In this Guitar Control video lesson instructor Jon McLennan, is going to show you how to play the main riff in “Pretty Woman” on the guitar by Roy Orbison. This riff is so cool and memorable. This classic song has so much personality and is extremely well written. John is going to breakdown and explain the main riff of this hit and get you playing it in minutes. Let’s get started!
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Step 1: The Intro
In this simple Roy Orbison guitar lesson you are going to start off this main riff by picking two open low E’s, the open 6th string. Then you are going to play the 4th fret on the same string, the 6th string, with your ring finger. Then you are going to go down to the 2nd fret on the 5th string with your pointer finger, and then go up to the 5th fret on the 5th string with your pinky finger.
Make sure to pay attention to the finger numbers Jon suggests and remember that to play as fast and clean as possible you also have to play intelligently and logically. Finger placement and pick direction are key in this. This song isn’t super fast so finger placement much more so than pick direction for this one. But you will notice when using this suggested fingerings you are often already hovering over the next note or are all lined up and can easily grab the fret you want to hear, with very little effort.
Then repeat this part, playing through the entire thing we have so far, twice. Go to the one minute mark to see Jon play through all of what you have so far. So the entire song starts out with four drum hits and the you go straight into this riff. Hold out the last note of the riff for 2 beats the first time and for an entire measure the second time you play it. If you are enjoying learning this simple but awesome riff, be sure to also check out our lesson video for how to play Living Loving Maid by Led Zeppelin for another one.
Step 2: The Full Riff
Now the full riff starts. Play the 6th string open twice again. Then you are going to play the 4th fret 6th string with your ring finger to the 2nd fret on the 5th string with your pointer finger, and then go up to the 5th fret on the 5th string with your pinky finger. Basically playing the same we did in the intro when we first played this main idea/theme, but this time we are going to continue it and take the idea further. So now going to the 4th string 4th fret with our ring finger, to our pointer finger holding down the 4th string 2nd fret, to the open 4th string. If you don’t want to use the open 4th string to play that last D note, you can also play a D by playing the 5th string 5th fret with your pinky finger. Jon actually shows it the first time with the open D, the open 4th string, but explains that he does really prefer to use his pinky on the 5th fret 5th string. So totally up to you.
That’s the cool thing about the guitar, there are so many different ways to play the same thing, and we are all different and different things come naturally to different players or are easier or harder so what is easy for Jon may be different than what comes naturally to you versus what comes naturally to me. So there are times when there is just no argument which way is cleaner or more efficient but there are also moments where it is totally fine to do what you think is easiest. So this is one of those moments.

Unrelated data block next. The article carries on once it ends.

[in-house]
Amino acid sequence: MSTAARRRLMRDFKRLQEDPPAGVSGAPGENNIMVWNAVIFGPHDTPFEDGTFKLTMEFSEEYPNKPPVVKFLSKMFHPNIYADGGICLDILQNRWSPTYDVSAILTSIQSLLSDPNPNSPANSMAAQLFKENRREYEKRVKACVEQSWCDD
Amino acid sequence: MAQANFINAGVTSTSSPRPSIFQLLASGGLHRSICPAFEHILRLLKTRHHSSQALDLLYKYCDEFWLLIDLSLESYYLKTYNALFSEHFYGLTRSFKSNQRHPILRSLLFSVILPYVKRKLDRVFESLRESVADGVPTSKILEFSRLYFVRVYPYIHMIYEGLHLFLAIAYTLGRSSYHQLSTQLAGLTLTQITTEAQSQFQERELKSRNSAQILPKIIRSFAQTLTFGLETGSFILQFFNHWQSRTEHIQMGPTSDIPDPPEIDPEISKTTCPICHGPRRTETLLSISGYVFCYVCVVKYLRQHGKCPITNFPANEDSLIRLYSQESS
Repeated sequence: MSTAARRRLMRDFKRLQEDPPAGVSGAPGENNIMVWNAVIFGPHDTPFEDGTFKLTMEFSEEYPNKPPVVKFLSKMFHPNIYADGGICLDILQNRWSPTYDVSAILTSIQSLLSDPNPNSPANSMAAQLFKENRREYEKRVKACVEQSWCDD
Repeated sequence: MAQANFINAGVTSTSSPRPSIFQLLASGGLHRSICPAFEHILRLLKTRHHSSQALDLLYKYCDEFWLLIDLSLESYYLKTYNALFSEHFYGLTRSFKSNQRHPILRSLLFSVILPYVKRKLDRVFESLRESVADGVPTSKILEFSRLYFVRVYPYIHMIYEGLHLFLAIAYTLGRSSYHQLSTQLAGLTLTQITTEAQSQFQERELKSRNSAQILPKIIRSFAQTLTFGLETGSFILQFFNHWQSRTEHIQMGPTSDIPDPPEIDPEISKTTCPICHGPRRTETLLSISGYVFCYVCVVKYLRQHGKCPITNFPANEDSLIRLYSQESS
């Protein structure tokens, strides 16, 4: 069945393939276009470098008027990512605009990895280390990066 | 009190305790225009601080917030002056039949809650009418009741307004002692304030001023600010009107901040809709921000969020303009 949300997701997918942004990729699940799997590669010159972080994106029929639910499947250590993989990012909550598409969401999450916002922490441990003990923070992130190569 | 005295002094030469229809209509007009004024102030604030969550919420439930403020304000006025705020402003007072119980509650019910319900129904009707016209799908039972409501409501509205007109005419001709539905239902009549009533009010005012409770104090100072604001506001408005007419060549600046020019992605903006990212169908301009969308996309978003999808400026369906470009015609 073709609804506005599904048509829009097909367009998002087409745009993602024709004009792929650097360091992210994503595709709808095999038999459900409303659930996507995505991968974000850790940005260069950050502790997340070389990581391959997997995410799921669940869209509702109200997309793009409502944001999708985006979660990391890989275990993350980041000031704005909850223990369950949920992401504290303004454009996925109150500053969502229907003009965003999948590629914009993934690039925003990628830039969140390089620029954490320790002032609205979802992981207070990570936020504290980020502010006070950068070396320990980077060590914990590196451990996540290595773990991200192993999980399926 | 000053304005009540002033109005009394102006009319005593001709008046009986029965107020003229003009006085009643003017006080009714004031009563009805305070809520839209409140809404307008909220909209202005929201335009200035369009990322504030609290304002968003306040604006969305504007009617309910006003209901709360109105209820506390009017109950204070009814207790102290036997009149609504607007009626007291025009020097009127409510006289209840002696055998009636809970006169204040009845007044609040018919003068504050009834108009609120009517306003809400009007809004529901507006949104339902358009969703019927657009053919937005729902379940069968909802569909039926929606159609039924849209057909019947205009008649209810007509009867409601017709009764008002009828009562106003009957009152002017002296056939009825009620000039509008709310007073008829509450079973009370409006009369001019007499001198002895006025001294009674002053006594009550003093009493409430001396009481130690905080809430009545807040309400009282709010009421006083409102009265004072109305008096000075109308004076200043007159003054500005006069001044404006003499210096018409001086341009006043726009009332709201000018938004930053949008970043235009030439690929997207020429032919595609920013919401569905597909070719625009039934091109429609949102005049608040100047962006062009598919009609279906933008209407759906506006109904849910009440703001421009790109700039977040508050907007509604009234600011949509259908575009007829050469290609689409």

Totally up to you if you want to play that last D note as the open 4th string or as the 5th string 5th fret. Then repeat this continued theme twice and go straight into an A major chord. To play an open A major you are going to hold down the 4th, 3rd, and 2nd strings all inside the 2nd fret. Jon shows that he is holding his A major by using his middle finger on the 4th string, his pointer on the 3rd, and his ring finger on the 2nd string. I usually use my pointer on the 4th string, my middle on the 3rd, and my ring finger on the 2nd string, or I barre all 3 of those strings, the 4th, 3rd, and 2nd, with my pointer finger, so just using that one finger to hold them all down at once. In all of these versions you are going to strum from the 5th string down through the 1st. So again totally a personal preference moment.
So basically you have this riff that is using the notes of an E7 chord. It goes from the root, to the 3rd, to the 5th, to the 7th. So it is basically arpeggiating an E7 chord. It is exactly an E7 chord when we are playing the intro and when we go into the continued theme where you play the 4th fret 4th string to the 2nd fret 4th string, you now have an E9.
With his right hand, John is just strumming all down strokes. He refers to it as he is just kind of bashing on the notes in all down strokes, giving the riff this cool kind of hammered sound. See the video at 2:48 to watch John play through the entire riff so far!
Recap: Roy Orbison Pretty Woman Guitar Lesson
I hope you enjoyed this “Pretty Woman” guitar lesson! What a great, fun, catchy song! With cool ideas and a continued theme, showing you that things don’t always have to be over complicated to be good. He basically just outlined two extended chords but with different dynamics and rhythmic changes made a very cool but simple stand out riff that is probably stuck in your head right now! All basically based off an E7 arpeggio and amazing that it doesn’t sound like that because of the feel and attitude he puts in. So take all these lessons with you, not just the notes, and try adding all these dynamics and ideas into your own playing.